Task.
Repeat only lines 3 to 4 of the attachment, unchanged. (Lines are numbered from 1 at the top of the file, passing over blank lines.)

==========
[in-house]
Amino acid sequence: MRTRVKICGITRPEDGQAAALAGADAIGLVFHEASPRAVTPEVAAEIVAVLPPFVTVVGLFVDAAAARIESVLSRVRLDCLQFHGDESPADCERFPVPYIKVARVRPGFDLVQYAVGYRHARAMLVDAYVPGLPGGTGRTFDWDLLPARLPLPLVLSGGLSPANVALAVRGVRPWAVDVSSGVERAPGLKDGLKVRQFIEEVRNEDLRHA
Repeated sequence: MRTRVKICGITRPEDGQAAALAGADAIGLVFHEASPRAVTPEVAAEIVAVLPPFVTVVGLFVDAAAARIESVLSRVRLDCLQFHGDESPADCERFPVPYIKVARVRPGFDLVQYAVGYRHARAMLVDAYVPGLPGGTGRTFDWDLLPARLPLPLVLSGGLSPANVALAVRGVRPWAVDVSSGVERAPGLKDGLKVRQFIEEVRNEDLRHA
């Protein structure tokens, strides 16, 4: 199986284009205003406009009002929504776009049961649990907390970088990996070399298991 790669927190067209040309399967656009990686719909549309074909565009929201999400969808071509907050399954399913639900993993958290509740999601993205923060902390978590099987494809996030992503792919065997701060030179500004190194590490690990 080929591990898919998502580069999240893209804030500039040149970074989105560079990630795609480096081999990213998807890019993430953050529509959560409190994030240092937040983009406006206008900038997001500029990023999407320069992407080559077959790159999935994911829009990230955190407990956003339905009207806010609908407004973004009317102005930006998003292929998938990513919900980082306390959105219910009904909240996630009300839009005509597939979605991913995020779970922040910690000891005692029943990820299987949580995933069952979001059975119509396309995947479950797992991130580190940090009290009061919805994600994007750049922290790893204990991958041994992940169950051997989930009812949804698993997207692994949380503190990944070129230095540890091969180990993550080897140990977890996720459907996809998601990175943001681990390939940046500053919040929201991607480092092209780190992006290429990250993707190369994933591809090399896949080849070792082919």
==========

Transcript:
Repeated sequence: MRTRVKICGITRPEDGQAAALAGADAIGLVFHEASPRAVTPEVAAEIVAVLPPFVTVVGLFVDAAAARIESVLSRVRLDCLQFHGDESPADCERFPVPYIKVARVRPGFDLVQYAVGYRHARAMLVDAYVPGLPGGTGRTFDWDLLPARLPLPLVLSGGLSPANVALAVRGVRPWAVDVSSGVERAPGLKDGLKVRQFIEEVRNEDLRHA
């Protein structure tokens, strides 16, 4: 199986284009205003406009009002929504776009049961649990907390970088990996070399298991 790669927190067209040309399967656009990686719909549309074909565009929201999400969808071509907050399954399913639900993993958290509740999601993205923060902390978590099987494809996030992503792919065997701060030179500004190194590490690990 080929591990898919998502580069999240893209804030500039040149970074989105560079990630795609480096081999990213998807890019993430953050529509959560409190994030240092937040983009406006206008900038997001500029990023999407320069992407080559077959790159999935994911829009990230955190407990956003339905009207806010609908407004973004009317102005930006998003292929998938990513919900980082306390959105219910009904909240996630009300839009005509597939979605991913995020779970922040910690000891005692029943990820299987949580995933069952979001059975119509396309995947479950797992991130580190940090009290009061919805994600994007750049922290790893204990991958041994992940169950051997989930009812949804698993997207692994949380503190990944070129230095540890091969180990993550080897140990977890996720459907996809998601990175943001681990390939940046500053919040929201991607480092092209780190992006290429990250993707190369994933591809090399896949080849070792082919």